How to Save Money On Your Demolition
Since you’re most likely knocking down a house to build another structure, you’ve probably got a budget in mind for the entire project—with most of it hopefully going toward the rebuild. There are some ways that you can save money during a demolition. Here they are.
Who doesn’t love Chip and Joanna Gaines off of HGTV’s hit “Fixer-Upper”? On every episode, they have a “Demo Day” where Chip and his crew go in with crowbars and sledgehammers. They rip out old cabinets and knock down old walls, until the house is demolished or they are satisfied.
Once you’ve got the ok from the city, you can pretty much do the same! Gather up a few friends or family members, give them a few hammers and prybars, and have at it. While this does cost you in time and hard work, it won’t cost you nearly as much as it would for a professional to come in and do it.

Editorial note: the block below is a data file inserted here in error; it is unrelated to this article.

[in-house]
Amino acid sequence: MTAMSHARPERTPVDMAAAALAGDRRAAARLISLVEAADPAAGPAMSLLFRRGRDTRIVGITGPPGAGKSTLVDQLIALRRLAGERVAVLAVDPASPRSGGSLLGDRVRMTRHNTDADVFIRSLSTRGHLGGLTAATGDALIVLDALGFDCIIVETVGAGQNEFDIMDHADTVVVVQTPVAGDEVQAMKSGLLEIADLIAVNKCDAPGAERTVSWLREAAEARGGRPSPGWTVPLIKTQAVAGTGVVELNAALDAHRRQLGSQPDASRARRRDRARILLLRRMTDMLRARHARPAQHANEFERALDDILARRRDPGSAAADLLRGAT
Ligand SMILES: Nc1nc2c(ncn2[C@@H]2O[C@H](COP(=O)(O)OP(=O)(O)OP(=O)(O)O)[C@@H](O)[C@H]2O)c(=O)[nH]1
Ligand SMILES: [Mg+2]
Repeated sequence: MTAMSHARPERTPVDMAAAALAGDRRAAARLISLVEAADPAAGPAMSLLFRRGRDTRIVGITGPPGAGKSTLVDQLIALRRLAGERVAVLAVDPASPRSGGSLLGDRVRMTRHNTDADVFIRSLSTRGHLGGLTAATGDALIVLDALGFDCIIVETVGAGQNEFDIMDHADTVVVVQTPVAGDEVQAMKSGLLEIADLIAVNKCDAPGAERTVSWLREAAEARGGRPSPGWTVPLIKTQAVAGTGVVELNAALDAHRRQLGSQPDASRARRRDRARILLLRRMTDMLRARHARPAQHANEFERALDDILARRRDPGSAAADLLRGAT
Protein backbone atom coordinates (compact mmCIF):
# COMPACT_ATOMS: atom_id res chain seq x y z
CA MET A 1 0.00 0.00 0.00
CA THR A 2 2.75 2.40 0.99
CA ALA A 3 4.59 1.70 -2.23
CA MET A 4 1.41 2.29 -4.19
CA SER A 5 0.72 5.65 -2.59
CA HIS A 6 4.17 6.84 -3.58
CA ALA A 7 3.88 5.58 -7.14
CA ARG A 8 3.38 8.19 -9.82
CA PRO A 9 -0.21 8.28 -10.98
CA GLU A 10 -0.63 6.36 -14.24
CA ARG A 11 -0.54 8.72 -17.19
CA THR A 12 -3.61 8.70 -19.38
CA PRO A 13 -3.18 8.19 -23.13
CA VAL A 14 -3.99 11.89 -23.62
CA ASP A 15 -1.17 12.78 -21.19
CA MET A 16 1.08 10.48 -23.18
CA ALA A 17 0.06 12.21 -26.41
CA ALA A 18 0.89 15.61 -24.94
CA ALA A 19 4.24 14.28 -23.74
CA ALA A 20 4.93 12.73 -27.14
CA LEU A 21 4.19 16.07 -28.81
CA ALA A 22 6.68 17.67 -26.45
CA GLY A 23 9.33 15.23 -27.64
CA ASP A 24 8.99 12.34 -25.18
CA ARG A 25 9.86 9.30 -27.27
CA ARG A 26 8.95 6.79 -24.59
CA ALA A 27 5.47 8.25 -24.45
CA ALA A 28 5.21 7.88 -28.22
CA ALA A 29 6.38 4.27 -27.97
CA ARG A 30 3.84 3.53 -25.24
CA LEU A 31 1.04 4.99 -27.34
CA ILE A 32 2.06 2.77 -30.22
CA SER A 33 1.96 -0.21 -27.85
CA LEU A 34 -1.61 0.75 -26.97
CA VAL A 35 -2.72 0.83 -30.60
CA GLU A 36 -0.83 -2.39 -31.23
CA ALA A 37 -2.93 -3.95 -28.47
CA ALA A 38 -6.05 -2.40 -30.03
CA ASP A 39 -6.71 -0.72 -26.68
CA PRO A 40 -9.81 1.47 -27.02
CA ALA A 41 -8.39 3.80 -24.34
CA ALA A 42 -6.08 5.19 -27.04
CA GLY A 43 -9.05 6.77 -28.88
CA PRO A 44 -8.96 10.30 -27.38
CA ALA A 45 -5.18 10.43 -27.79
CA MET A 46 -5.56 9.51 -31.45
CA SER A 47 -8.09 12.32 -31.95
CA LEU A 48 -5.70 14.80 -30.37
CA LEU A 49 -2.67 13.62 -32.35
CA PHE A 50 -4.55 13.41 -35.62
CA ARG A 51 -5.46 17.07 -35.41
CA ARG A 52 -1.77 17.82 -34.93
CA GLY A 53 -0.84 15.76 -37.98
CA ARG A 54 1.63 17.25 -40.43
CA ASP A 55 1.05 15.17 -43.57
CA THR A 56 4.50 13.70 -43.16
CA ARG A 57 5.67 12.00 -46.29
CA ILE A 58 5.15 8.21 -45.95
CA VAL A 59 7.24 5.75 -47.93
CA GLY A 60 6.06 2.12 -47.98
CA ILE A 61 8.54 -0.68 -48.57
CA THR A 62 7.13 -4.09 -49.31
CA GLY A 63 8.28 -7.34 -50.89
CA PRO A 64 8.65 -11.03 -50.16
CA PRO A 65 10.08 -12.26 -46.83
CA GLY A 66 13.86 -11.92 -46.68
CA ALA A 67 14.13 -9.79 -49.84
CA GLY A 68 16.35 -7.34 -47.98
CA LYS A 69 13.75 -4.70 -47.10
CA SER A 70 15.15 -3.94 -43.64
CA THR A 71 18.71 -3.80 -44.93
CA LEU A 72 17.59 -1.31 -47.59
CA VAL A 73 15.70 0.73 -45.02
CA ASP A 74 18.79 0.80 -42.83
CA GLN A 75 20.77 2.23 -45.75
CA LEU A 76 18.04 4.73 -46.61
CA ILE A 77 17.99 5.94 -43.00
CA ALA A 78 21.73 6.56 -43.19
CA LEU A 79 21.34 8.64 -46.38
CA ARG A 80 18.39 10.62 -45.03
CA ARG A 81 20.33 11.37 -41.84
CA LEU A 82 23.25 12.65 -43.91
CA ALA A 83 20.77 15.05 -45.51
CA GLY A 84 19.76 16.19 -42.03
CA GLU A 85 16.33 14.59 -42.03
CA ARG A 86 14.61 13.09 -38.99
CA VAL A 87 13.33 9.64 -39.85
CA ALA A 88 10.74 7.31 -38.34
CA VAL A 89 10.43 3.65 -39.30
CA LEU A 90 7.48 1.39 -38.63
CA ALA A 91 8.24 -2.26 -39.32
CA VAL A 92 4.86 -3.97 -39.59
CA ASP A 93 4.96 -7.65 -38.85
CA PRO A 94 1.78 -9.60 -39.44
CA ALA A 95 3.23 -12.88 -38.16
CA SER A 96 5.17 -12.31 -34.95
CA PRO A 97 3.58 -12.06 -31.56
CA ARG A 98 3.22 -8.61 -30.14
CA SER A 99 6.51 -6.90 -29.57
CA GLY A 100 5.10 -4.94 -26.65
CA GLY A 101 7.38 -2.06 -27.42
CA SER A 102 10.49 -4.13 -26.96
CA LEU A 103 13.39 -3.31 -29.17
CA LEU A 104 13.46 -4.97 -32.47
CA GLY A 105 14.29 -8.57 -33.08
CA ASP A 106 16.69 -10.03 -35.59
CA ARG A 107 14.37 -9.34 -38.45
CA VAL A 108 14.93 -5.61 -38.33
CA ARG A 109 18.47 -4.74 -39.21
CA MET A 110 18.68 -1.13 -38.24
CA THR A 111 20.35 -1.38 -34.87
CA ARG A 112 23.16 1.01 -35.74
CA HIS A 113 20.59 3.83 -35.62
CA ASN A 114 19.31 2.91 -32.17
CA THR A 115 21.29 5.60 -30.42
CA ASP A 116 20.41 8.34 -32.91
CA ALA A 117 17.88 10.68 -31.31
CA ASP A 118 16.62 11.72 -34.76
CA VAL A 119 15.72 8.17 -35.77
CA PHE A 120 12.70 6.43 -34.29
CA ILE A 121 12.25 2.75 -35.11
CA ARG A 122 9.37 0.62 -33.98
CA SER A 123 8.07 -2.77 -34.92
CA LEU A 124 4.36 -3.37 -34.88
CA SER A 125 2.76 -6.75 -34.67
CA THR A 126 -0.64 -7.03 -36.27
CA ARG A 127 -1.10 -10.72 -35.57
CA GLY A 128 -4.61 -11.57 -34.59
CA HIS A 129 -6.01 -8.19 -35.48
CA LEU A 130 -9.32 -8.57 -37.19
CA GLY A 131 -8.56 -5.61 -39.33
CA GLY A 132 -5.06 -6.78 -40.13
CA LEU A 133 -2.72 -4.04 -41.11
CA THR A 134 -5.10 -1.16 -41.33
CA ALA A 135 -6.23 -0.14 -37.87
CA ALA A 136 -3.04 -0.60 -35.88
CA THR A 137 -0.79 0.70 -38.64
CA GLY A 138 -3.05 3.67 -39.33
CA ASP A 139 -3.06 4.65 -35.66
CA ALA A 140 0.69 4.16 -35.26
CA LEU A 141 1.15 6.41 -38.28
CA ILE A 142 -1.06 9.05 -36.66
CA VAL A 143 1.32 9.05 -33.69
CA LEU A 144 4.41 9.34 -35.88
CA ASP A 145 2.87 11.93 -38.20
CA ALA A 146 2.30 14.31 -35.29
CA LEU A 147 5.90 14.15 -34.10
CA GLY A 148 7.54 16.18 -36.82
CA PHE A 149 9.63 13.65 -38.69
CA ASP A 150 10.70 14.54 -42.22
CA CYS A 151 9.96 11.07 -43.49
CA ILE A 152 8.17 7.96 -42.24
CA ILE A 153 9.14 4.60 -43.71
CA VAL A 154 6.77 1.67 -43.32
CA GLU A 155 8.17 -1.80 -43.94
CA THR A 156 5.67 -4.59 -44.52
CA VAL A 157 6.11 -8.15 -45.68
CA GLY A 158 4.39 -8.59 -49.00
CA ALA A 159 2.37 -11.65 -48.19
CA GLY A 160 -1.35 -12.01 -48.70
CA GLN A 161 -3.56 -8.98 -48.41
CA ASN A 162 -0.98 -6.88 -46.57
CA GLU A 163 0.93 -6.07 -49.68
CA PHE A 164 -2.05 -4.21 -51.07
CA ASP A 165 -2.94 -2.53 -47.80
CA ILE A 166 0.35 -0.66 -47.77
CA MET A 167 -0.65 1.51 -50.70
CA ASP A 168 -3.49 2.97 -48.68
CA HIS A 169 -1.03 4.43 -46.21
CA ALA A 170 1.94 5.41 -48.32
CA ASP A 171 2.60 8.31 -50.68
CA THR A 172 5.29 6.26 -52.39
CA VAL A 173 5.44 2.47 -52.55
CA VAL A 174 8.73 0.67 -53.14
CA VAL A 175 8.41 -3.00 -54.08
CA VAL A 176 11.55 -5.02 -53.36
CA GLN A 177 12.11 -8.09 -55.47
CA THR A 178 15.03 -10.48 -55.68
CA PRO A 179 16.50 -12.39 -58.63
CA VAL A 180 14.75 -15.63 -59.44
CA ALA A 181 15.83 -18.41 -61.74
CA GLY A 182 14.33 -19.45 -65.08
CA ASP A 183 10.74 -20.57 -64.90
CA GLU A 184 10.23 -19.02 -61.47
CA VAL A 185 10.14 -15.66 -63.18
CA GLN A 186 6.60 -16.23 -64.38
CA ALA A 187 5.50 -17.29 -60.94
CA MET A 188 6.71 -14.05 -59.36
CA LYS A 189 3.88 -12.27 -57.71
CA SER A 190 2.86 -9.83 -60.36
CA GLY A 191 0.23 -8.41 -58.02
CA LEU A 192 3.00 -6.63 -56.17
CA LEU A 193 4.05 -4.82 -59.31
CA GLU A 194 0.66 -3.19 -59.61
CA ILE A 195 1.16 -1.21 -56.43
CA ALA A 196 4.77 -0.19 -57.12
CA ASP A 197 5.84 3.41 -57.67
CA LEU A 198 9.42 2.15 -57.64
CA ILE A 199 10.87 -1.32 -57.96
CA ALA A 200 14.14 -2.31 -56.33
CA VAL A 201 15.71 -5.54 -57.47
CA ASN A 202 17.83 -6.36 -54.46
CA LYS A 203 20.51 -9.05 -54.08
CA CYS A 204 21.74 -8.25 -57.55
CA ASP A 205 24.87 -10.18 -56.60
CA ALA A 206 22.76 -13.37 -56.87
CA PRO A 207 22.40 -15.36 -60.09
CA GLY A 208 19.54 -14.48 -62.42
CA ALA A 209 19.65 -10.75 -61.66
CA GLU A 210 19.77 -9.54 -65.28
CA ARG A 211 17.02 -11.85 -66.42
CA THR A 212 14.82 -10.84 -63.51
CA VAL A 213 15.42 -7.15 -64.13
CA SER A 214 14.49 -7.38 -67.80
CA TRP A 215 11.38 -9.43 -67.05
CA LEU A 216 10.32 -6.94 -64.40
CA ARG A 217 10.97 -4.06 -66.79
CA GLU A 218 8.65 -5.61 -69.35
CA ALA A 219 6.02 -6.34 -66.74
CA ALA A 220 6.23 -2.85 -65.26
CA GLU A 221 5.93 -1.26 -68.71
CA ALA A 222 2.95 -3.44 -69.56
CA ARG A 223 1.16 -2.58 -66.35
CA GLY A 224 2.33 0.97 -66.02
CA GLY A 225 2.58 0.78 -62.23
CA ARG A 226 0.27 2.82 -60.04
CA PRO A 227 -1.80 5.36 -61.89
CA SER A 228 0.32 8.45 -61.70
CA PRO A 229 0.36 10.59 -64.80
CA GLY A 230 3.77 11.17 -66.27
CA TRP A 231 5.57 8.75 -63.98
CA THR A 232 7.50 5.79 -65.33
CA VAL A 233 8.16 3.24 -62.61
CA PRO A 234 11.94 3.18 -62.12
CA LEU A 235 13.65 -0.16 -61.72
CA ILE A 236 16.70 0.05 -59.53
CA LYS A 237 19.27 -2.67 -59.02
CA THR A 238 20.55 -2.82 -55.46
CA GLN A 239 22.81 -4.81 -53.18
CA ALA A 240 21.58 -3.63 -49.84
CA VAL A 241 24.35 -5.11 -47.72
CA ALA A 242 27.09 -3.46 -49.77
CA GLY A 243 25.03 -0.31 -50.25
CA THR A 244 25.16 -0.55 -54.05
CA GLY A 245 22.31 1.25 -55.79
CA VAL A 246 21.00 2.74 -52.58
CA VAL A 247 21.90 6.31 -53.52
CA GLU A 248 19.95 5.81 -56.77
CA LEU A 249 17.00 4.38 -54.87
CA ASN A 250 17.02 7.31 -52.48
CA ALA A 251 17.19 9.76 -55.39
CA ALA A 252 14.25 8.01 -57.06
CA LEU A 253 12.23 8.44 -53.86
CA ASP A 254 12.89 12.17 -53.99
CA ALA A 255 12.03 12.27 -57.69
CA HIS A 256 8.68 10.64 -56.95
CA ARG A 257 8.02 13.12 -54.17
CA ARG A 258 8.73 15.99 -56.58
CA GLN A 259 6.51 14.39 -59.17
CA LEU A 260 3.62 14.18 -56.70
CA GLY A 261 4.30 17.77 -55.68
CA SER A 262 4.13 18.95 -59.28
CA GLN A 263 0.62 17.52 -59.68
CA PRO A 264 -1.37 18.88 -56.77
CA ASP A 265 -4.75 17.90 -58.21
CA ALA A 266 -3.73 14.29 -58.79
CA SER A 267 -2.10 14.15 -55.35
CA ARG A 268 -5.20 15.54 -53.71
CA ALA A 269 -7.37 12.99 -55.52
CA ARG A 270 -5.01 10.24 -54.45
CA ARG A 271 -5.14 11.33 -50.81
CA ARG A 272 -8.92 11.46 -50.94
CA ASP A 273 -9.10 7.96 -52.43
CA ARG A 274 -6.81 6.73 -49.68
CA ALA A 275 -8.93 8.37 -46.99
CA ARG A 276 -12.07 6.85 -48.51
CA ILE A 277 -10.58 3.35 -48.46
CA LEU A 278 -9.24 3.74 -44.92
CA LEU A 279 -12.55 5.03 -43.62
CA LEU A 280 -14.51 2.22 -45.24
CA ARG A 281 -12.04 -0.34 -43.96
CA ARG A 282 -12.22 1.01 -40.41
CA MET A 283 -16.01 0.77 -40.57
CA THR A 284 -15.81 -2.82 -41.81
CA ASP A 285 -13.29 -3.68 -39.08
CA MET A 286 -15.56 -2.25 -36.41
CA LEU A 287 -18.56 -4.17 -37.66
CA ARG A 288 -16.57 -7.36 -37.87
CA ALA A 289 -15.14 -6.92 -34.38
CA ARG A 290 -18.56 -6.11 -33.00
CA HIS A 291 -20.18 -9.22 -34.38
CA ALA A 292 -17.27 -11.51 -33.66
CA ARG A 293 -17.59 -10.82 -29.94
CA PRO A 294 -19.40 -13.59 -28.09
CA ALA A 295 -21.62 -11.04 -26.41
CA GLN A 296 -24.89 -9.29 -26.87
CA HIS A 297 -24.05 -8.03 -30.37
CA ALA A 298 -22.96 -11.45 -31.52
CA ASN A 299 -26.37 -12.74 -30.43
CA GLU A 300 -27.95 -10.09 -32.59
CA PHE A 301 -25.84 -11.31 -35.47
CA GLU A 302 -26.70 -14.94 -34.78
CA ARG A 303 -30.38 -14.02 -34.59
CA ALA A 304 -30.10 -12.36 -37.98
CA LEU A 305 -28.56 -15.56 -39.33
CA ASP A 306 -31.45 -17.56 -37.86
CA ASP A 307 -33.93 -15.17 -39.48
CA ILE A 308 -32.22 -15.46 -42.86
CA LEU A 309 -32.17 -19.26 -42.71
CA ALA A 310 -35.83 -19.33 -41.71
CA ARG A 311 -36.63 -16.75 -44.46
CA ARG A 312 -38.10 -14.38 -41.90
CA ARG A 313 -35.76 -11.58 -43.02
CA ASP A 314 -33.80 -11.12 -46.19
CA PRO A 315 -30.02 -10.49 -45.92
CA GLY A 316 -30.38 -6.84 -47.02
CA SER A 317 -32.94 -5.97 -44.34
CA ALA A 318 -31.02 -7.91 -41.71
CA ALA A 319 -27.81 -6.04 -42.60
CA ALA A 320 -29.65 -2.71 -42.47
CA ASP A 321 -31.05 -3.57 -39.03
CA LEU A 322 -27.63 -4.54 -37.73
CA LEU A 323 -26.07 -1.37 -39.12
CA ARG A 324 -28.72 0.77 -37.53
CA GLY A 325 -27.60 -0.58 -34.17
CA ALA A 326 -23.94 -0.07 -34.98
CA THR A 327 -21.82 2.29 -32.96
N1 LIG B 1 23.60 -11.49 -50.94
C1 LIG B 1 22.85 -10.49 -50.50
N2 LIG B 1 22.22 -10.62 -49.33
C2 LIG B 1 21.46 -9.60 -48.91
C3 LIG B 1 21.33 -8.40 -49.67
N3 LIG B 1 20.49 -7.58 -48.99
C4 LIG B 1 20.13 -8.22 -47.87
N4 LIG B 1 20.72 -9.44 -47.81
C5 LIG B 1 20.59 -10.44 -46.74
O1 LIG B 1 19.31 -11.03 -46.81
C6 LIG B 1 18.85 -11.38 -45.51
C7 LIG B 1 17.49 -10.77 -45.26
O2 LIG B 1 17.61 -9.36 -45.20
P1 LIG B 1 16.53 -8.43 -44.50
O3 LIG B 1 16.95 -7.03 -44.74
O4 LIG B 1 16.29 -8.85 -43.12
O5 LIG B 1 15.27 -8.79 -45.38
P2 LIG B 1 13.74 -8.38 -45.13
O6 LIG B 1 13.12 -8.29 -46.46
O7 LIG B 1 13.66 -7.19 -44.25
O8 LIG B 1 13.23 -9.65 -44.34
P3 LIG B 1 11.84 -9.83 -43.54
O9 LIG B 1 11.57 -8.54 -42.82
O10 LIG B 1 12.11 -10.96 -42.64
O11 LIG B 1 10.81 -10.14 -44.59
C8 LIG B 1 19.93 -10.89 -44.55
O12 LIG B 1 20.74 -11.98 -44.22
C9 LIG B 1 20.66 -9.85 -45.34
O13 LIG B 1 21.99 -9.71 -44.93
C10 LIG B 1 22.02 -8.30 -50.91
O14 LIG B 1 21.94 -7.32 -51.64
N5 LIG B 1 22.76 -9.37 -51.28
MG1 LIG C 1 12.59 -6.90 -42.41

Whether you do the demolition yourself or have a crew come in, a great way to recoup some of the money is to sell the copper and other metals and items from the home’s interior and structure. If there are appliances in the home that are worth selling, sell those before you start the demo project. If there are cabinets, fixtures, or woodwork that you can sell or donate—do it.
Remember that you are responsible for hauling the debris away as well, and that also costs money. Donating as much as you can as well as selling what you can will help reduce those costs.
There are many different professionals that can help you through the demolition and rebuilding process. Make sure you choose those that have your best interest at heart and who will give you the biggest bang for your buck. Get quotes from multiple contractors and architects before you settle on one. If you get a loan, shop around to different lenders and make sure you get the best interest rate.
The demolition process is often a painful one if you don't prepare for it. Make sure you have plans drafted out and in place before going to a lender for the best results. The entire demolition process can run anywhere from $5,000-$20,000 for a 1,500 square foot house, so be prepared with as much cash as you can.